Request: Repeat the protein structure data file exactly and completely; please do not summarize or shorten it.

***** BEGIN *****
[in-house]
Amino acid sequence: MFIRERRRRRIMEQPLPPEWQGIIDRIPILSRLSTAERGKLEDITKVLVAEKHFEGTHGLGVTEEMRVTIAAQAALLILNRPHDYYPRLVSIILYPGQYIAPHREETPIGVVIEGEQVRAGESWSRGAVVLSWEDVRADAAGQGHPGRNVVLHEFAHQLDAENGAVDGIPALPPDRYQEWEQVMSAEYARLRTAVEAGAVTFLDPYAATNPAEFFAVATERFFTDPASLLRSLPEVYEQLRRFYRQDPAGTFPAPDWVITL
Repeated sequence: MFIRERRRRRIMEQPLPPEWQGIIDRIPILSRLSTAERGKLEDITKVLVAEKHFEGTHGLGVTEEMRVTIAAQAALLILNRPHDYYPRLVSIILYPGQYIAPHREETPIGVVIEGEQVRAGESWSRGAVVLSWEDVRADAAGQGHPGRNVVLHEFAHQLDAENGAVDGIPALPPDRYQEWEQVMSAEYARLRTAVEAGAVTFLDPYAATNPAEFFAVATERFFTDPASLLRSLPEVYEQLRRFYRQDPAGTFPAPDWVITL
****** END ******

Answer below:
[in-house]
Amino acid sequence: MFIRERRRRRIMEQPLPPEWQGIIDRIPILSRLSTAERGKLEDITKVLVAEKHFEGTHGLGVTEEMRVTIAAQAALLILNRPHDYYPRLVSIILYPGQYIAPHREETPIGVVIEGEQVRAGESWSRGAVVLSWEDVRADAAGQGHPGRNVVLHEFAHQLDAENGAVDGIPALPPDRYQEWEQVMSAEYARLRTAVEAGAVTFLDPYAATNPAEFFAVATERFFTDPASLLRSLPEVYEQLRRFYRQDPAGTFPAPDWVITL
Repeated sequence: MFIRERRRRRIMEQPLPPEWQGIIDRIPILSRLSTAERGKLEDITKVLVAEKHFEGTHGLGVTEEMRVTIAAQAALLILNRPHDYYPRLVSIILYPGQYIAPHREETPIGVVIEGEQVRAGESWSRGAVVLSWEDVRADAAGQGHPGRNVVLHEFAHQLDAENGAVDGIPALPPDRYQEWEQVMSAEYARLRTAVEAGAVTFLDPYAATNPAEFFAVATERFFTDPASLLRSLPEVYEQLRRFYRQDPAGTFPAPDWVITL